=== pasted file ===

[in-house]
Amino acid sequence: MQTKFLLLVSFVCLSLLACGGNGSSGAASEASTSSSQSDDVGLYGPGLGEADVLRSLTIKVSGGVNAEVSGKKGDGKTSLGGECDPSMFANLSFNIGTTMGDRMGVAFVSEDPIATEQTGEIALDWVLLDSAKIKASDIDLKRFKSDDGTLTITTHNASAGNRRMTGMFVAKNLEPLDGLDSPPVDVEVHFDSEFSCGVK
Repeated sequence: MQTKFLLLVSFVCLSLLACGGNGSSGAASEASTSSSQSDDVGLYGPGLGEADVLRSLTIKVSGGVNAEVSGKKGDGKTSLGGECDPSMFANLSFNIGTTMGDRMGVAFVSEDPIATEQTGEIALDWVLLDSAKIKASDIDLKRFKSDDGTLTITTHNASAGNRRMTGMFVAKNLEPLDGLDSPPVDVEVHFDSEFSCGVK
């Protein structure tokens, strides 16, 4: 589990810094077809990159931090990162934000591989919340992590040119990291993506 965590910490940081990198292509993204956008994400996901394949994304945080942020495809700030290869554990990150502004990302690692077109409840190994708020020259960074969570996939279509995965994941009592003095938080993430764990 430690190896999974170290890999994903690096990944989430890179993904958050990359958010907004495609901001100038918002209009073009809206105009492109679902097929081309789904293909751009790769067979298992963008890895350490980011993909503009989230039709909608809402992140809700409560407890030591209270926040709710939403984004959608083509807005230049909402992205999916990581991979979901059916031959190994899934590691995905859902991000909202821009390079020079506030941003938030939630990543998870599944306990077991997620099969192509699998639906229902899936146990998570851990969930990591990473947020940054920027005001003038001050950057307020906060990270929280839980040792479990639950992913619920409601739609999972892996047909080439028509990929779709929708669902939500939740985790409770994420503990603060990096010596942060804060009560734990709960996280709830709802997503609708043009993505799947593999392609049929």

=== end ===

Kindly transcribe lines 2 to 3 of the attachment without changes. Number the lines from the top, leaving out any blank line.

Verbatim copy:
Amino acid sequence: MQTKFLLLVSFVCLSLLACGGNGSSGAASEASTSSSQSDDVGLYGPGLGEADVLRSLTIKVSGGVNAEVSGKKGDGKTSLGGECDPSMFANLSFNIGTTMGDRMGVAFVSEDPIATEQTGEIALDWVLLDSAKIKASDIDLKRFKSDDGTLTITTHNASAGNRRMTGMFVAKNLEPLDGLDSPPVDVEVHFDSEFSCGVK
Repeated sequence: MQTKFLLLVSFVCLSLLACGGNGSSGAASEASTSSSQSDDVGLYGPGLGEADVLRSLTIKVSGGVNAEVSGKKGDGKTSLGGECDPSMFANLSFNIGTTMGDRMGVAFVSEDPIATEQTGEIALDWVLLDSAKIKASDIDLKRFKSDDGTLTITTHNASAGNRRMTGMFVAKNLEPLDGLDSPPVDVEVHFDSEFSCGVK